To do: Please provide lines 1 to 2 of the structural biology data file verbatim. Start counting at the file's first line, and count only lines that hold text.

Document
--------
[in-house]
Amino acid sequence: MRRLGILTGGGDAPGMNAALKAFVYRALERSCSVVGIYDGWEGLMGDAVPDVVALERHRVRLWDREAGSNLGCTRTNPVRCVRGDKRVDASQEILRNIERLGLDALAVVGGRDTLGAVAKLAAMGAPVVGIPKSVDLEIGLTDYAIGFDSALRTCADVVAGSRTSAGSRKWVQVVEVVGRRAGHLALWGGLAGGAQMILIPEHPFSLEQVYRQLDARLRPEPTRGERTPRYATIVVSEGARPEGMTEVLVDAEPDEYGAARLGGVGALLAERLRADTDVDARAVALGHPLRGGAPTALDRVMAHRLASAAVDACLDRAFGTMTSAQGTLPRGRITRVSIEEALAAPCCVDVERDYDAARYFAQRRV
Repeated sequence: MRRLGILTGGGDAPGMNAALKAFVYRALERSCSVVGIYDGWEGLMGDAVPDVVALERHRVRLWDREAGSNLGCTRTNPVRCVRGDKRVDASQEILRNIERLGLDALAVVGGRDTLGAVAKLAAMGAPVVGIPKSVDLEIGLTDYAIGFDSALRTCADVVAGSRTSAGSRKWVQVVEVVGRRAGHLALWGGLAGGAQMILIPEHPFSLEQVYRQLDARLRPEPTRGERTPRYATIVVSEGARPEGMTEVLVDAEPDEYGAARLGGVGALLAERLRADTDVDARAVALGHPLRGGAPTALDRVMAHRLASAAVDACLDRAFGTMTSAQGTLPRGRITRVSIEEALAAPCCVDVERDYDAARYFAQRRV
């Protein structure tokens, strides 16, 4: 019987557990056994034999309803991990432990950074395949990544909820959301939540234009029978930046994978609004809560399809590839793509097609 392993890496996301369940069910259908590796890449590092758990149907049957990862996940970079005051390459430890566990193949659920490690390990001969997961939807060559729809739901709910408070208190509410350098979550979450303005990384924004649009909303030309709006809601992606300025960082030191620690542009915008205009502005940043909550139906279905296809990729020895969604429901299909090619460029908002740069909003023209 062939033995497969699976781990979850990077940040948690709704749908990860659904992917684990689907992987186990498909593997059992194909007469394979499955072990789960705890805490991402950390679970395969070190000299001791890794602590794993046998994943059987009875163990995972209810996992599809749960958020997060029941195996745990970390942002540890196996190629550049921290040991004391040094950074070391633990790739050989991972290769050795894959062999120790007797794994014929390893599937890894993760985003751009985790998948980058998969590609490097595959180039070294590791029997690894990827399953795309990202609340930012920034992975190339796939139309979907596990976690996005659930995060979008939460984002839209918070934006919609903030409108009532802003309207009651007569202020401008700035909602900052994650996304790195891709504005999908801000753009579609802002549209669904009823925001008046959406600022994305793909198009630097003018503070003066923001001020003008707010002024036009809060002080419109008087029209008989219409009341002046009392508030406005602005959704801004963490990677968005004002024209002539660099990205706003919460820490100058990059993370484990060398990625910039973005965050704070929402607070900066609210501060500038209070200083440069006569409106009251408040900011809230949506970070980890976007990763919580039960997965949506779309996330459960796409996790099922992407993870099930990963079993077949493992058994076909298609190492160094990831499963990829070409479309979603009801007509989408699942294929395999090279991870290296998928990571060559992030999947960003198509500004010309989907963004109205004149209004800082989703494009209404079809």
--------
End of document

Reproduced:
[in-house]
Amino acid sequence: MRRLGILTGGGDAPGMNAALKAFVYRALERSCSVVGIYDGWEGLMGDAVPDVVALERHRVRLWDREAGSNLGCTRTNPVRCVRGDKRVDASQEILRNIERLGLDALAVVGGRDTLGAVAKLAAMGAPVVGIPKSVDLEIGLTDYAIGFDSALRTCADVVAGSRTSAGSRKWVQVVEVVGRRAGHLALWGGLAGGAQMILIPEHPFSLEQVYRQLDARLRPEPTRGERTPRYATIVVSEGARPEGMTEVLVDAEPDEYGAARLGGVGALLAERLRADTDVDARAVALGHPLRGGAPTALDRVMAHRLASAAVDACLDRAFGTMTSAQGTLPRGRITRVSIEEALAAPCCVDVERDYDAARYFAQRRV